“We’ve added a literacy and math component, to try to bridge the gaps, that education loss that can happen in the summer,” said Pepper. Physical fitness and obesity prevention are another focus of the YMCA program. “Every week we do fitness with Miss Jen (Bristow), and we use all the Y facilities,” she said. “It’s a combination of nutrition education, healthy eating, hydration and fitness classes like step aerobics, plus sports and games.”

Leslie Drake, Charlene Garcia, and Katie Oakley direct individual sites of the Y summer camp.

The City of Marco Island is offering Camp Mackle for the fourth consecutive summer. Running from June 5 to August 16, the camp takes campers from ages 5 through 11.

They are building a host of activities around a central theme, “Welcome to the Jungle We’ve Got Fun and Games,” said Lola Dial, recreation supervisor for the city’s Parks & Recreation Dept. They will focus on different animals and wild areas each week, including primates, white rhinos, the rainforest in Borneo and newly-discovered El Mirador. There will be hands-on opportunities with exotic animals, including a five-foot python.

“It’s educational, but we also want it to be fun,” said Dial. The children will go to the nearby library once a week, to do crafts and be read to by the librarians. They will splash in the spray park, watch themed movies, and take field trips to Sun ’n’ Fun Lagoon, the Naples Botanical Gardens, Germain Arena, Bamboozles Skate Rink, Woodside Bowling and the Golden Gate Aquatic Center.

Camp Mackle is also concentrating on health, starting with good nutrition.

“Candy and sodas are not allowed in camp. We really encourage healthy lunches and snacks, especially fruit to satisfy their sweet cravings. We try not to send them home sugared up,” said Dial. “It can be tough on parents at the end of a long day if the kids have too much sugar, and we want to prolong our help to the parents even after the kids have left our camp.”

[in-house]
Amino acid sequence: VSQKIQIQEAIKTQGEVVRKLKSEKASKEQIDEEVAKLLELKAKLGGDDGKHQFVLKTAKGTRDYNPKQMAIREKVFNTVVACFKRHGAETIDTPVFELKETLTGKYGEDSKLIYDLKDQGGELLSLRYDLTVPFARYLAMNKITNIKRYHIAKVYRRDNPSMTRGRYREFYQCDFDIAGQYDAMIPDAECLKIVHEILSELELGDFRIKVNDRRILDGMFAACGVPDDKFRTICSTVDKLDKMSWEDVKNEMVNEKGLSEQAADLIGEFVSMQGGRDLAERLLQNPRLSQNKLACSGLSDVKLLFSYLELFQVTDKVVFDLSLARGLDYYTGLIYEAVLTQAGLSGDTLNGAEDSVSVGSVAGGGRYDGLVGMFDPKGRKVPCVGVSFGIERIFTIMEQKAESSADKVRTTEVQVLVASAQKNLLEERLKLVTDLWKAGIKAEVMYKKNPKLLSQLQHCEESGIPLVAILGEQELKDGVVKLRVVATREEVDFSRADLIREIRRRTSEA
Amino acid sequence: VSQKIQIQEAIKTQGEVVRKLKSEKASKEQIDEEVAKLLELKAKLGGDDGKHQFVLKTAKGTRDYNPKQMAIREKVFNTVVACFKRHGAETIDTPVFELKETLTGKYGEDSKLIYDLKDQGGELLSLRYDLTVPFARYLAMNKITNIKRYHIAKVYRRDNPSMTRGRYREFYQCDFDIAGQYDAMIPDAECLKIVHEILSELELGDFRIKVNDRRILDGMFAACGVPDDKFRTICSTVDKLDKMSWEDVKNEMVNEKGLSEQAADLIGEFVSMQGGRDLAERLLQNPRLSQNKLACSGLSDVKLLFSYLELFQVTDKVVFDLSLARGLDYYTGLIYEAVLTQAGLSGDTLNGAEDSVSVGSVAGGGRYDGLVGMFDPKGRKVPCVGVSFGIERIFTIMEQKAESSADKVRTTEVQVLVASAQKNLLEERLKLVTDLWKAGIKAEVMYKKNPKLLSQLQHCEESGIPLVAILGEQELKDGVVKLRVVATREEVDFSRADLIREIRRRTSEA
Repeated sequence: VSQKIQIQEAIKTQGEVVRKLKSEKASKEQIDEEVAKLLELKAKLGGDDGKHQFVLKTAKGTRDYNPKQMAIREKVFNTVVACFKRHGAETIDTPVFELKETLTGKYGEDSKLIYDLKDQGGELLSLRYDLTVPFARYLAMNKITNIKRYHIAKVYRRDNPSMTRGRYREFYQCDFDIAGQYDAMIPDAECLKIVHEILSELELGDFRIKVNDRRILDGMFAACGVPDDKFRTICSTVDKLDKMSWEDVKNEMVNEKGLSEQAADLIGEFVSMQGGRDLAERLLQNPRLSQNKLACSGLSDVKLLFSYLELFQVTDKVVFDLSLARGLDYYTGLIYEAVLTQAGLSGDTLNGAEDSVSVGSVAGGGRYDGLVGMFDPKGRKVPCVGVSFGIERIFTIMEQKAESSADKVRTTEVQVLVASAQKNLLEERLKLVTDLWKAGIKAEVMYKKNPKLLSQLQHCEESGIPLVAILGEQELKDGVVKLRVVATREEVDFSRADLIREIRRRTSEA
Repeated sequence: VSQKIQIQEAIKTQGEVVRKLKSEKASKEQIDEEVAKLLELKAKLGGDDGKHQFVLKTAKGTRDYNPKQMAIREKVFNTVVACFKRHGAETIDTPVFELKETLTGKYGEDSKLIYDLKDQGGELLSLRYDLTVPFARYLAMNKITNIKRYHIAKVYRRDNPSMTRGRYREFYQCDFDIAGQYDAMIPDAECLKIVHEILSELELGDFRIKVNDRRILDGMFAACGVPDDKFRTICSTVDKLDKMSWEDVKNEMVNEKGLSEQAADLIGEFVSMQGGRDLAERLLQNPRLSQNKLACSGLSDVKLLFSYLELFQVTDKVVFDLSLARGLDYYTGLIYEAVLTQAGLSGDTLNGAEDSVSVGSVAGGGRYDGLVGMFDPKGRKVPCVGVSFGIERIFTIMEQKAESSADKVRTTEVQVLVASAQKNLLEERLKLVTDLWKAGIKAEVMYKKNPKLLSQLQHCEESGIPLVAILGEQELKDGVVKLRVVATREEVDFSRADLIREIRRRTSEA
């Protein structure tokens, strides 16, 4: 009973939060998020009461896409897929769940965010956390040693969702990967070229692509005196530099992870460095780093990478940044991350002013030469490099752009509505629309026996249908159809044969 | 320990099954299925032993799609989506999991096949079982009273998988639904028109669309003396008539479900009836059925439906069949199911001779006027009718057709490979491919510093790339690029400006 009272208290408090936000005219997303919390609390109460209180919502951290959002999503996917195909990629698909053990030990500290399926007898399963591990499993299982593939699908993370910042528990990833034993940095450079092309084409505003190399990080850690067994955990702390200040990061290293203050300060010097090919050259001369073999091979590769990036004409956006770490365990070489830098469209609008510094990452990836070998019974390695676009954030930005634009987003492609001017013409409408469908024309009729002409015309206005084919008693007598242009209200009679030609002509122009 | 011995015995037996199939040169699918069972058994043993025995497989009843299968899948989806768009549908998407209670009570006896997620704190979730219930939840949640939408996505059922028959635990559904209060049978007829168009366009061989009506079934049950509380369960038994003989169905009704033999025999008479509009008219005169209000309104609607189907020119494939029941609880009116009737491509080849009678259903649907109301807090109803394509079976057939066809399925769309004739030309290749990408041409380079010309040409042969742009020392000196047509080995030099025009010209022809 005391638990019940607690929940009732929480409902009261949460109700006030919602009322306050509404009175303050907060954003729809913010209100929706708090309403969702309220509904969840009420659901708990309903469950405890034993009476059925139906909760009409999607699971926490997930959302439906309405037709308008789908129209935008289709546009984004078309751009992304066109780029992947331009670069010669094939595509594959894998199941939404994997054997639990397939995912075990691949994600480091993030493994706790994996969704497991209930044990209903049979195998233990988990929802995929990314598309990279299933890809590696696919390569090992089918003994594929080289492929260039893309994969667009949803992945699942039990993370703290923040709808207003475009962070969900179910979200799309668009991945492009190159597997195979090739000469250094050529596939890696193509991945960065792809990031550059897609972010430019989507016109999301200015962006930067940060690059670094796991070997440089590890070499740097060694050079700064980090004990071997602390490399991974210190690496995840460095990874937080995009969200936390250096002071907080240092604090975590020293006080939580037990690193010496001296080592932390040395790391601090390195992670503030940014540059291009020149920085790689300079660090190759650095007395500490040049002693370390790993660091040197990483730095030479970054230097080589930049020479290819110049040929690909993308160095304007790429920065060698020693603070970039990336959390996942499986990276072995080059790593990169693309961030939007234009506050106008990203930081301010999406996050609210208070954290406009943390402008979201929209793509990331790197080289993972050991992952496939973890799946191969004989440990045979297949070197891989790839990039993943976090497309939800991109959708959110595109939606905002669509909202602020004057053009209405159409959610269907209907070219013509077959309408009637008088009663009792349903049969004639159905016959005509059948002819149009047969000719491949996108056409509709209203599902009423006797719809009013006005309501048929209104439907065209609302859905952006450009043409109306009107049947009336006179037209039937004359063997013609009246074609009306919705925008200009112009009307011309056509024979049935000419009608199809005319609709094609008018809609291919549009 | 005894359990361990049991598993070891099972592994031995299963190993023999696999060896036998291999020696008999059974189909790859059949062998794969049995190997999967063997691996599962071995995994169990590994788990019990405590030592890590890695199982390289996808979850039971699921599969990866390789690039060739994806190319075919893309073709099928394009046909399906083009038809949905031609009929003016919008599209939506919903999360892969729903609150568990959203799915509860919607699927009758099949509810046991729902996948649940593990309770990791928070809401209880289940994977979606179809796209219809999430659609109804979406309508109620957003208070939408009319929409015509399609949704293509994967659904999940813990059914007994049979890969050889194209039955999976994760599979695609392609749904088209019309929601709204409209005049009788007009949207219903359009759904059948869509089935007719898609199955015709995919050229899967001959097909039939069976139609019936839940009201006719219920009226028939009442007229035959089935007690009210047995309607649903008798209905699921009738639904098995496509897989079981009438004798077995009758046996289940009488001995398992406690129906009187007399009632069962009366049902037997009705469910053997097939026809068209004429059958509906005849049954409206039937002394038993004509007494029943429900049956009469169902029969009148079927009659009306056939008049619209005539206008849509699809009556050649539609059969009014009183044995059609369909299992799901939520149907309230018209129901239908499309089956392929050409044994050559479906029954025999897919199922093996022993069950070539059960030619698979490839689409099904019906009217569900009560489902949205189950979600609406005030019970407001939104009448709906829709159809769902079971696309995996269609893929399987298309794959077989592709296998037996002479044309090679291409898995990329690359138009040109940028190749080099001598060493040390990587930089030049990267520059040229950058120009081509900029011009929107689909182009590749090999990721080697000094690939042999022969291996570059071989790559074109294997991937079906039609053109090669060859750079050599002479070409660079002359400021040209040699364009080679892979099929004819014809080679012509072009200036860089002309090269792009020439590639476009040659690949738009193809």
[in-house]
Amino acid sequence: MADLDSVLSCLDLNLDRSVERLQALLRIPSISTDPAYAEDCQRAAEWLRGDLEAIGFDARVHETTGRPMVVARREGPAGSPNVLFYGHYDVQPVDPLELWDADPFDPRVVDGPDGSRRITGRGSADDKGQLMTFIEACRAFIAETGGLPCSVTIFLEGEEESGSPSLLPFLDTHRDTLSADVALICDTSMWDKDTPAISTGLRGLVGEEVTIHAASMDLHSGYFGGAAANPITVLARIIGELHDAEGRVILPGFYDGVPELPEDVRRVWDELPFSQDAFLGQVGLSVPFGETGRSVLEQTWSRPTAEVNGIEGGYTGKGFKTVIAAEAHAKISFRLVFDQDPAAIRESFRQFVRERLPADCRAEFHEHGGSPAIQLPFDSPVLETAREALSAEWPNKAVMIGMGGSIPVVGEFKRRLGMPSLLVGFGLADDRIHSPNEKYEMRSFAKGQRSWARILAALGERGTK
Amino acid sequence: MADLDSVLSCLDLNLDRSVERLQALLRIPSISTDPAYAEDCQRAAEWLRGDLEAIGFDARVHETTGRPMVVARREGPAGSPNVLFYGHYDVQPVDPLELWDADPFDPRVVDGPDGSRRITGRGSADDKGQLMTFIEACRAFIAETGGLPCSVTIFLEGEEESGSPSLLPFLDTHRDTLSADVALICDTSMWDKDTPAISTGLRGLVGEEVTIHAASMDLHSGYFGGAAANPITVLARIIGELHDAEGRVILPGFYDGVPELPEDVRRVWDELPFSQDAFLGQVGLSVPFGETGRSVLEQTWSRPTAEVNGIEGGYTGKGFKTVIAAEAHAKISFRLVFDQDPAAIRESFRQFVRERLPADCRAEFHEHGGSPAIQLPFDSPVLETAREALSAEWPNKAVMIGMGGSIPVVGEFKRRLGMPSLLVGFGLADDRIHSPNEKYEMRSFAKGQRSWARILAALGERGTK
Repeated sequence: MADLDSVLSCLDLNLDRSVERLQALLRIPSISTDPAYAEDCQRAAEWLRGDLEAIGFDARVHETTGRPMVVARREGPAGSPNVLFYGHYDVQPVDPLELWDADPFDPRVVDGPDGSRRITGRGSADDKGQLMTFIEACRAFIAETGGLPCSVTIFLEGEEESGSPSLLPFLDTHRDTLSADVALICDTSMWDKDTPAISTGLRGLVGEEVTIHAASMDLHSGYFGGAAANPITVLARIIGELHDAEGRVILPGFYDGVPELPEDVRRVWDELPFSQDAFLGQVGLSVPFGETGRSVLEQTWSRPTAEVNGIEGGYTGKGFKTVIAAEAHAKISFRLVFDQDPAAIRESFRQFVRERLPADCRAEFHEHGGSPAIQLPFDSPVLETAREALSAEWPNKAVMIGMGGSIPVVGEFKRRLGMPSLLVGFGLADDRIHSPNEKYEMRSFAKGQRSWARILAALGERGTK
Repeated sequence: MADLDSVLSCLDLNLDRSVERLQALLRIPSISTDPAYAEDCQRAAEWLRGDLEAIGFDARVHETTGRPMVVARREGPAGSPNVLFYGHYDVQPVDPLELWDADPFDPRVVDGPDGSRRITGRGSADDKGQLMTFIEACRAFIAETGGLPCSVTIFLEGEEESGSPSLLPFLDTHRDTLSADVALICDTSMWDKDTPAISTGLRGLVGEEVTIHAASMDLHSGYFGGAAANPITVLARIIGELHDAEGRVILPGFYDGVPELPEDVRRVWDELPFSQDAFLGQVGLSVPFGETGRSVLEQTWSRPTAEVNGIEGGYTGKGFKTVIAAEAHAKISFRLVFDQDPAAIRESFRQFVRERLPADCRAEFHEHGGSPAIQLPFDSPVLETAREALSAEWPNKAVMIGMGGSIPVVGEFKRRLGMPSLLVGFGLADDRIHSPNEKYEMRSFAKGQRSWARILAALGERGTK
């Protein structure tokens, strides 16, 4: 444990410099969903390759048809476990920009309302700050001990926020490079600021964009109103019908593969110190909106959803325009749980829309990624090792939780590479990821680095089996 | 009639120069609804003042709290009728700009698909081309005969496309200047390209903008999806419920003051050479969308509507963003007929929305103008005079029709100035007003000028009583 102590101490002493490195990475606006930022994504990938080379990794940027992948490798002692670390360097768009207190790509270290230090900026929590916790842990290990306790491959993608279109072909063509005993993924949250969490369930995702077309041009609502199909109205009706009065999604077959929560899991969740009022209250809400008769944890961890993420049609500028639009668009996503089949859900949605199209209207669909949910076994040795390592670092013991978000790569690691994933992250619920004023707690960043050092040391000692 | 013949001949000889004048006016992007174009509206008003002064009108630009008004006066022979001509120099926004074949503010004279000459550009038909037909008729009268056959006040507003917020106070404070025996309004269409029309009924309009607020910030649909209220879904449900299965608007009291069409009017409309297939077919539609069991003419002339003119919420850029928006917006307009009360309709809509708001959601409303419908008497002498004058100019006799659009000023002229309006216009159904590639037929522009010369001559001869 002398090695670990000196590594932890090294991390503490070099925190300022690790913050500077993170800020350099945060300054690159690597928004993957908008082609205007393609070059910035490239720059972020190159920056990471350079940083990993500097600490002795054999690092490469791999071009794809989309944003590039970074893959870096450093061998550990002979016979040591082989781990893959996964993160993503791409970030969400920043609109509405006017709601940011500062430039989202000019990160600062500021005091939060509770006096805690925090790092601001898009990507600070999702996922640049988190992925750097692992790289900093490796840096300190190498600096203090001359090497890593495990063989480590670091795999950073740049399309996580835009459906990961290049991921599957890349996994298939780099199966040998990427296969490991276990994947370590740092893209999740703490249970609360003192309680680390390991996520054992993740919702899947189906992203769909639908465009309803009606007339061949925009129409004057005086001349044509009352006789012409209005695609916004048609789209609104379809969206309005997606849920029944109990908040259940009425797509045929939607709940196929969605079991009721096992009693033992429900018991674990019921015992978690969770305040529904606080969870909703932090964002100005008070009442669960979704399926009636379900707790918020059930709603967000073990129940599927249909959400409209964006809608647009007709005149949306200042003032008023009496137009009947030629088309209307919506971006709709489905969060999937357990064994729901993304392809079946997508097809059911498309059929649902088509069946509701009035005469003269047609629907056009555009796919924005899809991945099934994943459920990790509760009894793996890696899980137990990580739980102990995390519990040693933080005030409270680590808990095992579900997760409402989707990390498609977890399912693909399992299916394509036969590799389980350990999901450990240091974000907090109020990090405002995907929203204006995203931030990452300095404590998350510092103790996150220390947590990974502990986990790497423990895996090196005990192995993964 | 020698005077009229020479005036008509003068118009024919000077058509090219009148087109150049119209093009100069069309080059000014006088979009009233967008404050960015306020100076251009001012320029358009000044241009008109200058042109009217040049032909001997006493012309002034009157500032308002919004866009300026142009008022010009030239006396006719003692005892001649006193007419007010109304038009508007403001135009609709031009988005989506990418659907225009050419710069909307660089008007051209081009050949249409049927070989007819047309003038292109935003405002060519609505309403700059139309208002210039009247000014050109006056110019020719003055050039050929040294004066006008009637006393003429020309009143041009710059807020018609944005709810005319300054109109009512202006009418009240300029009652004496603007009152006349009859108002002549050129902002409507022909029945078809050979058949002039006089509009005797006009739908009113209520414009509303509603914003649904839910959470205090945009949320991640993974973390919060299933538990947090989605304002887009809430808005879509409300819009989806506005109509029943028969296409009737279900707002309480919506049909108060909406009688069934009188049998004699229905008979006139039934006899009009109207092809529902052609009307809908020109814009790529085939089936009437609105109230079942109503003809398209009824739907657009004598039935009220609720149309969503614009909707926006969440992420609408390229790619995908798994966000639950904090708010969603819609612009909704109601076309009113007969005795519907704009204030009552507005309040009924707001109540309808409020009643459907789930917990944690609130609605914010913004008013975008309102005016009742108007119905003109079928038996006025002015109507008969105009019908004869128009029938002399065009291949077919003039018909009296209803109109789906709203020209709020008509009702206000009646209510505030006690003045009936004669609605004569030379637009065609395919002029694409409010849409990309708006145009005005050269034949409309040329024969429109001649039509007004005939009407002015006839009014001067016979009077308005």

The city also offers a variety of special enrichment camps, covering activities from jewelry making, cartooning, roller hockey, to a junior police/fire academy and even cupcake baking. These can be combined with the Camp Mackle activities, with the city providing transportation to and from the sites of the added activities.

Another parks & rec.-sponsored option is the city’s popular tennis camp, with “Mr. Tennis,” Wayne Clark. In addition to mastering the strokes, rules and strategy of traditional tennis, campers in the City Kids Summer Juniors Tennis Program get to try games including scramble, jail, skyball, tennis baseball, and Pickleball, “the fastest growing sport in the country,” according to Clark. Once they’re thoroughly heated up, the kids go into the air conditioning for Wallyball in the racquetball room at the city’s racquet center.

Parents can sign up for all these options by the day, by the week, or for the entire summer.

For more information on the City of Marco Island programs, call Mackle Park at (239) 642-0575 or go online to www.cityof marcoisland.com.

For complete information on the YMCA’s offerings, call the Y at (239) 394-3144 or surf over to www.marcoislandymca.org.

© 2013 marconews.com. All rights reserved. This material may not be published, broadcast, rewritten or redistributed.